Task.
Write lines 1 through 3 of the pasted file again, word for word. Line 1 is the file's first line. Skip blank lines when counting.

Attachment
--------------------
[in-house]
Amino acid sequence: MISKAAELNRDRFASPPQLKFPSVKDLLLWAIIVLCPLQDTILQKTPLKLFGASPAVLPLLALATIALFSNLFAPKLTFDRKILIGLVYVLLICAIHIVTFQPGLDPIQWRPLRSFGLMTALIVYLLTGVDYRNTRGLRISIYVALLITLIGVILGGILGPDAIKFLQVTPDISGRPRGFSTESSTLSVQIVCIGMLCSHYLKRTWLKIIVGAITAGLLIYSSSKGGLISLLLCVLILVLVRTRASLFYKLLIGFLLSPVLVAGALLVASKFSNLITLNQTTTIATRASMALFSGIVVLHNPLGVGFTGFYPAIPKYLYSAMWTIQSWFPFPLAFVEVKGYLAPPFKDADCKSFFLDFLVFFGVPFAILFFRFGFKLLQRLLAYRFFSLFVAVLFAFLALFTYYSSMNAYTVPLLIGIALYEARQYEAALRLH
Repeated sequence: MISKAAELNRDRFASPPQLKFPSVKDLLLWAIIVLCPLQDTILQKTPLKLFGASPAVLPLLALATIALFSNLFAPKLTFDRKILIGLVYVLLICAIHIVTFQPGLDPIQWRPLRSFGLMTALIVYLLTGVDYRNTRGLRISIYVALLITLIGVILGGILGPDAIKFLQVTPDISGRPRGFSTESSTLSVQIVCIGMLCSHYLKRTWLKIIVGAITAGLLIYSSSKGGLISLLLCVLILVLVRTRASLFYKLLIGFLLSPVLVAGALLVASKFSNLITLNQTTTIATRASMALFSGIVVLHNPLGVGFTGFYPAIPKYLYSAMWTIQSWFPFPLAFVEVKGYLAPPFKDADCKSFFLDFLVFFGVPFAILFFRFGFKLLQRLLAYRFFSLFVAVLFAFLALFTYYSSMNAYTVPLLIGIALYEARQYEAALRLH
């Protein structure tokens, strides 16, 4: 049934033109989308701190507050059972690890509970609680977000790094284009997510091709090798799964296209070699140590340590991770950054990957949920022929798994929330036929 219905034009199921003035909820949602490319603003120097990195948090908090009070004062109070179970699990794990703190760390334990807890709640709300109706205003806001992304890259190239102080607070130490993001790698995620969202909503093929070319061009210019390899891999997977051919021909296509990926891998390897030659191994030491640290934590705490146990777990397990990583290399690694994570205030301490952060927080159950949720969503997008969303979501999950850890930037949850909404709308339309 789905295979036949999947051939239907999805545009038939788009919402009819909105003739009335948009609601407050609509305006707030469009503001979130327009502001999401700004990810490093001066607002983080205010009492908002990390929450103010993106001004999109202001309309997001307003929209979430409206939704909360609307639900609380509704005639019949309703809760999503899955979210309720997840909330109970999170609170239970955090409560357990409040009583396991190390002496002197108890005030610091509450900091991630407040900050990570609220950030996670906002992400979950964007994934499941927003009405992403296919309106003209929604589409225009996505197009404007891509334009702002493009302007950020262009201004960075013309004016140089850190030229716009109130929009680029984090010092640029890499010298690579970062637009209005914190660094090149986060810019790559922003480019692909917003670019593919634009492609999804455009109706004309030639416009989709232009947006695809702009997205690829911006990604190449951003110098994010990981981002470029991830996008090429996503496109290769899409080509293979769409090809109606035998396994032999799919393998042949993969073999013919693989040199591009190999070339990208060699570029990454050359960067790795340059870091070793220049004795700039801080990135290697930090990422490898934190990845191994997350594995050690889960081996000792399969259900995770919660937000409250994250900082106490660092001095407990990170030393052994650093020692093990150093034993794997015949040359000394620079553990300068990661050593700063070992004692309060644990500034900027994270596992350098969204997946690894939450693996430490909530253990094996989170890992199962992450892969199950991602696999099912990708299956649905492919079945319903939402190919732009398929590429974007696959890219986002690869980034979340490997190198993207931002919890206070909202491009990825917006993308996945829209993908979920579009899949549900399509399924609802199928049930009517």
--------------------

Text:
[in-house]
Amino acid sequence: MISKAAELNRDRFASPPQLKFPSVKDLLLWAIIVLCPLQDTILQKTPLKLFGASPAVLPLLALATIALFSNLFAPKLTFDRKILIGLVYVLLICAIHIVTFQPGLDPIQWRPLRSFGLMTALIVYLLTGVDYRNTRGLRISIYVALLITLIGVILGGILGPDAIKFLQVTPDISGRPRGFSTESSTLSVQIVCIGMLCSHYLKRTWLKIIVGAITAGLLIYSSSKGGLISLLLCVLILVLVRTRASLFYKLLIGFLLSPVLVAGALLVASKFSNLITLNQTTTIATRASMALFSGIVVLHNPLGVGFTGFYPAIPKYLYSAMWTIQSWFPFPLAFVEVKGYLAPPFKDADCKSFFLDFLVFFGVPFAILFFRFGFKLLQRLLAYRFFSLFVAVLFAFLALFTYYSSMNAYTVPLLIGIALYEARQYEAALRLH
Repeated sequence: MISKAAELNRDRFASPPQLKFPSVKDLLLWAIIVLCPLQDTILQKTPLKLFGASPAVLPLLALATIALFSNLFAPKLTFDRKILIGLVYVLLICAIHIVTFQPGLDPIQWRPLRSFGLMTALIVYLLTGVDYRNTRGLRISIYVALLITLIGVILGGILGPDAIKFLQVTPDISGRPRGFSTESSTLSVQIVCIGMLCSHYLKRTWLKIIVGAITAGLLIYSSSKGGLISLLLCVLILVLVRTRASLFYKLLIGFLLSPVLVAGALLVASKFSNLITLNQTTTIATRASMALFSGIVVLHNPLGVGFTGFYPAIPKYLYSAMWTIQSWFPFPLAFVEVKGYLAPPFKDADCKSFFLDFLVFFGVPFAILFFRFGFKLLQRLLAYRFFSLFVAVLFAFLALFTYYSSMNAYTVPLLIGIALYEARQYEAALRLH